I think the answer to the question you posed in the title is "both." Battery life imposes major constraints on what designers of mobile products can do vs. what they might wish to do, but UIs also keep evolving. As long as some specialization of functions exists -- e-book readers vs. smartphones vs. tablets vs. personal navigation devices, etc. -- then there will not be a one-size-fits-all UI.
It has been observed that much of the success of the new devices has been in part due to migration to low power design and advances in battery technology which enables the consumers long enjoyment/utilization times between charging. But it is also true that there has been an overload on the features which impacts the power envelope and many OEMs are grappling with this issue for quite some time. The user experience per se does not depend on battery capacity but it makes a major difference as most of user interaction is audio-visual these days.
So yes, the OEMs would like to have uninterrupted power in the same/smaller package and eventually you hit a roof.
The idea that products today are being developed to address any number of tasks in our lives... also suggests that the market may be headed towards a "limiting factor" based on batteries and/or the unsure interface issue(s) that are cropping up everywhere.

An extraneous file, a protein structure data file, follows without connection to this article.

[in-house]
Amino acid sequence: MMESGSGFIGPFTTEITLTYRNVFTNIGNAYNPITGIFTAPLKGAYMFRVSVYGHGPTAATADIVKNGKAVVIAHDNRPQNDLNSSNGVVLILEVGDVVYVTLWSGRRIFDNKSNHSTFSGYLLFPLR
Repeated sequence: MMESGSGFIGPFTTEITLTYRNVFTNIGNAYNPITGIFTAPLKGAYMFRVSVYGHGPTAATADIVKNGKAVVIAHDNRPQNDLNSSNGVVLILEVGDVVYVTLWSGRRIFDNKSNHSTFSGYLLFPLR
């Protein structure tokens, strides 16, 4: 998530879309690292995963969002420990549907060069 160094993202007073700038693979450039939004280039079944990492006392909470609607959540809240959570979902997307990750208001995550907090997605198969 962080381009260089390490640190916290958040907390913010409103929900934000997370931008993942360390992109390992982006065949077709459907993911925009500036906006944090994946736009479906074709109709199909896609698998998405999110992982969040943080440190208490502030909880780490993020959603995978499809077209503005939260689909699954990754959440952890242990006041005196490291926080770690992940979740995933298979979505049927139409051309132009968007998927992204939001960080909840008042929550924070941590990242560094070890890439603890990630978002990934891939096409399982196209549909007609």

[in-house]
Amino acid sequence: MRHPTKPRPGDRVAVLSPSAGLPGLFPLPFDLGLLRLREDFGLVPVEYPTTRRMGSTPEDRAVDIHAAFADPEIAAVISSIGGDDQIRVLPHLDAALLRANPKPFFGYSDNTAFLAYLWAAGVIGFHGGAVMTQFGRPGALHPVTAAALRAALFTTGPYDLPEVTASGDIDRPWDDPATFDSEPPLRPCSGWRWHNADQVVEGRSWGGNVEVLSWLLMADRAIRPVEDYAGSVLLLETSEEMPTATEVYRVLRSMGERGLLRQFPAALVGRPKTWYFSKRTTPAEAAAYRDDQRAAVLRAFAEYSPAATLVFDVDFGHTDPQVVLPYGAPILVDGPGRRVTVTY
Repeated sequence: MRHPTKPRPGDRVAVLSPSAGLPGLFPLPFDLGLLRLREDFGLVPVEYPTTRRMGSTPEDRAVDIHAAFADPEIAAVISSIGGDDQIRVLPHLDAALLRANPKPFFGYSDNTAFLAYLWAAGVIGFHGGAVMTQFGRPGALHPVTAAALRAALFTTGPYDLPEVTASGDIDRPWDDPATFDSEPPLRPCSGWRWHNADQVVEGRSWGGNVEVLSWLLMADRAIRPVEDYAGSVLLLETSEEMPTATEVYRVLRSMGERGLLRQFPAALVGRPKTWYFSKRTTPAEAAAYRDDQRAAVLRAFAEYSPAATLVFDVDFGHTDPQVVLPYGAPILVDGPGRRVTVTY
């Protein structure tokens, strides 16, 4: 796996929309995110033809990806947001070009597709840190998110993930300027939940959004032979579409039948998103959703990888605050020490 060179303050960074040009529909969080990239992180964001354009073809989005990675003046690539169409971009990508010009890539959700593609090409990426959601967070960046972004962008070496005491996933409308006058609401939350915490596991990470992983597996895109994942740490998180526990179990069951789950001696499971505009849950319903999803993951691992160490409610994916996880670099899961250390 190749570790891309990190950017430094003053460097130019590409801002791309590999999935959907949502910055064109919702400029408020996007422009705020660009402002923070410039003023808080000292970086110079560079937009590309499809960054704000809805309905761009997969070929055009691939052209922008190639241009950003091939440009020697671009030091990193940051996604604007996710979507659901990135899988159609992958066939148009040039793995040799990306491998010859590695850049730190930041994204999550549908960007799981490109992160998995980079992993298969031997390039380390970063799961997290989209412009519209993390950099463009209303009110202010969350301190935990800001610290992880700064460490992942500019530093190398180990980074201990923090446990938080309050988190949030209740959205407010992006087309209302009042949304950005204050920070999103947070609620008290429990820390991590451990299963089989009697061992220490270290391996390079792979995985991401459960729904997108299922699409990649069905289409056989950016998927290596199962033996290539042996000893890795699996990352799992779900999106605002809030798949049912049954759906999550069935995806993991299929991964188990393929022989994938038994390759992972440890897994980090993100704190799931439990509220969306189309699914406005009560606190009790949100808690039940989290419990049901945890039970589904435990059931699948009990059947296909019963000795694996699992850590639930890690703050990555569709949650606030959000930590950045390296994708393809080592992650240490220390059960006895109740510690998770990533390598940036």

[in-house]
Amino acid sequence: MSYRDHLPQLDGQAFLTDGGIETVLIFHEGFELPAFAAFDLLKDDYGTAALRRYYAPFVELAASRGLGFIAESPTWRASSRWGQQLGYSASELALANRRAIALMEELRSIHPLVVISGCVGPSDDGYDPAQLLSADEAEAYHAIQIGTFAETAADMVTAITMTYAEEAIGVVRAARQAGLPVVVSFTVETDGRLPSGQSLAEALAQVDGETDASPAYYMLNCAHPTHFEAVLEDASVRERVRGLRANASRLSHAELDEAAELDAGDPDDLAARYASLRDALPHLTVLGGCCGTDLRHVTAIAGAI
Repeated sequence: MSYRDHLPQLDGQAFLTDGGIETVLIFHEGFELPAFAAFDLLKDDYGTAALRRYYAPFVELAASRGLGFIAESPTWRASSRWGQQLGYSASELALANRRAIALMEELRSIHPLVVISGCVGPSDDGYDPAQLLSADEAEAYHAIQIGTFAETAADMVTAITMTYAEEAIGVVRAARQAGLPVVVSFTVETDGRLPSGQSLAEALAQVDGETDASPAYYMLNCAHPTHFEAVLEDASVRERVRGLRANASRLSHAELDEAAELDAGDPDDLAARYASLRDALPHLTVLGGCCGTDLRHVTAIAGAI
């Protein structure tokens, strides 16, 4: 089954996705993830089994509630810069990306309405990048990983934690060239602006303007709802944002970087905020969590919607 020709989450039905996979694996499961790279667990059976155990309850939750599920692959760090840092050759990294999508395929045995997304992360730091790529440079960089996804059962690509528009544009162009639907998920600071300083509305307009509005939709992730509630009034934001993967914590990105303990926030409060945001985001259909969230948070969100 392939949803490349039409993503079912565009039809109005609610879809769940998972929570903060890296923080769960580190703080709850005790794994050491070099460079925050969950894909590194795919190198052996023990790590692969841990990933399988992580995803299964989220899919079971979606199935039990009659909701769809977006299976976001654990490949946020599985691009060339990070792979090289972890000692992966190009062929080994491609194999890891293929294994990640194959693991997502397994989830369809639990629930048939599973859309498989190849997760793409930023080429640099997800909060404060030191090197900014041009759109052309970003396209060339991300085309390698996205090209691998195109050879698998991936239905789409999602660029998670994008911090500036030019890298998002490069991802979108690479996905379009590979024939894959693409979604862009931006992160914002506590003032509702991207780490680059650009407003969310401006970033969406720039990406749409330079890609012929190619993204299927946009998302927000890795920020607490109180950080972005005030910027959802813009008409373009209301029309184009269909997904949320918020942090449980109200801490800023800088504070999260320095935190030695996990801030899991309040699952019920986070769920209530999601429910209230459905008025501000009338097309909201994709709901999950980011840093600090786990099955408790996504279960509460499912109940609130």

The classic current example is one that Apple has had to wrestle with, namely the design of the iPhone4 as a result of critical battery drainage issues in both the iPhone 3G and 3Gs. Would the design of the iPhone have changed if battery life was not an issue?
What are the engineering and design challenges in creating successful IoT devices? These devices are usually small, resource-constrained electronics designed to sense, collect, send, and/or interpret data. Some of the devices need to be smart enough to act upon data in real time, 24/7. Specifically the guests will discuss sensors, security, and lessons from IoT deployments.